Menu
Hands on with Motorola's feature phone slayer, the Moto E

Hands on with Motorola's feature phone slayer, the Moto E

Motorola sticks with Android's standard UI, which helps improve performance

Motorola Mobility's new Moto E budget smartphone.

Motorola Mobility's new Moto E budget smartphone.

Motorola Mobility's Moto E doesn't cost much, but it works well and doesn't look cheap.

The Moto E was launched Tuesday and costs US$129 without a contract. Motorola's goal is to convince users who still have a basic feature phone that they can now afford a smartphone.

For that price, you can't get anything but a smartphone with basic specifications. The Moto E is powered by a dual-core processor running at 1.2GHz and has a 4.3-inch screen with a 960 by 540 pixel resolution, which doesn't feel like a big compromise at that size.

To make the spec last, Motorola has made a couple of smart decisions. One is that the company hasn't weighed down the phone's performance with a lot of its own additions to Android. Instead, the Moto E uses the operating system's standard user interface. That helps make the phone feel snappy even though it doesn't have a powerful processor. To help improve performance, Motorola equipped the Moto E with 1GB of RAM, which isn't a standard in this product category.

The only obvious things Motorola has done to save money are to skip a front camera and LTE. Owners will also have to make do with a 5-megapixel camera and 4GB of integrated storage. The company makes up for the latter with a microSD card slot.

Another thing I like with the Moto E is that it has an FM radio. In this age of streaming music services, that may seem like an anachronism. However, users who buy the phone will likely have a small data allowance that they might not want to blow on Spotify. So with an FM radio they can still listen to music while on the go.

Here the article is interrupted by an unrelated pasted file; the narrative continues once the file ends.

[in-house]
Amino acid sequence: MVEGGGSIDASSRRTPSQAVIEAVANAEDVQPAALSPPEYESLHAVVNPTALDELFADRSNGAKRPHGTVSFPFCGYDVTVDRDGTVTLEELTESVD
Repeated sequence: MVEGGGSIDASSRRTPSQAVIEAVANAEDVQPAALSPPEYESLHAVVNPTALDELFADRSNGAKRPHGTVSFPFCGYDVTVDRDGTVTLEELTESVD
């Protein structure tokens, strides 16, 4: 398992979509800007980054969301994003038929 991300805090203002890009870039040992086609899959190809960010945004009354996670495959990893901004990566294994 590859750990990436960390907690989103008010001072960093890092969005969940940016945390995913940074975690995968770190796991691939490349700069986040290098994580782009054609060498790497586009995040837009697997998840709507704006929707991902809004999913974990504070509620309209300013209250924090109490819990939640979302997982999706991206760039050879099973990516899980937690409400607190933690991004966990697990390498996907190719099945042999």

For those with a slightly larger budget, the Moto G has been upgraded with LTE and a MicroSD card slot. It costs from $219, which is still a good value. For users who don't want to sign a contract and pay over $650 for a smartphone, the Moto E and Moto G LTE are both good choices.

What I would like to see Motorola do next is develop an affordable smartphone with a bigger screen and compete with products like Samsung's Galaxy Mega family, with phones that have 5.8-inch or 6.3-inch screens. Interestingly, the screen on the Galaxy Mega 5.8 has the same resolution as the one on the Moto E.

The low-end segment of the smartphone market where the Moto E and the Moto G fit is going to become increasingly competitive, so the big winners will be consumers around the world who will be getting a lot more bang for their smartphone buck.

Send news tips and comments to mikael_ricknas@idg.com


Follow Us

Join the New Zealand Reseller News newsletter!

Error: Please check your email address.

Tags mobile applicationsAndroid OSconsumer electronicssmartphonesAndroidMotorola Mobilitymobile

Featured

Slideshows

Kiwi channel comes together for another round of After Hours

Kiwi channel comes together for another round of After Hours

The channel came together for another round of After Hours, with a bumper crowd of distributors, vendors and partners descending on The Jefferson in Auckland. Photos by Maria Stefina.​

Kiwi channel comes together for another round of After Hours
Consegna comes to town with AWS cloud offerings launch in Auckland

Consegna comes to town with AWS cloud offerings launch in Auckland

Emerging start-up Consegna has officially launched its cloud offerings in the New Zealand market, through a kick-off event held at Seafarers Building in Auckland.​ Founded in June 2016, the Auckland-based business is backed by AWS and supported by a global team of cloud specialists, leveraging global managed services partnerships with Rackspace locally.

Consegna comes to town with AWS cloud offerings launch in Auckland
Veritas honours top performing trans-Tasman partners

Veritas honours top performing trans-Tasman partners

Veritas honoured its top performing partners across the channel in Australia and New Zealand, recognising innovation and excellence on both sides of the Tasman. Revealed under the Vivid lights in Sydney, Intalock claimed the coveted Partner of the Year 2017 (Pacific) award, with Data#3 acknowledged for 12 months of strong growth across the market. Meanwhile, Datacom took home the New Zealand honours, with Global Storage and Insentra winning service provider and consulting awards respectively. Dicker Data was recognised as the standout distributor of the year, while Hitachi Data Systems claimed the alliance partner award. Photos by Bob Seary.

Veritas honours top performing trans-Tasman partners
Show Comments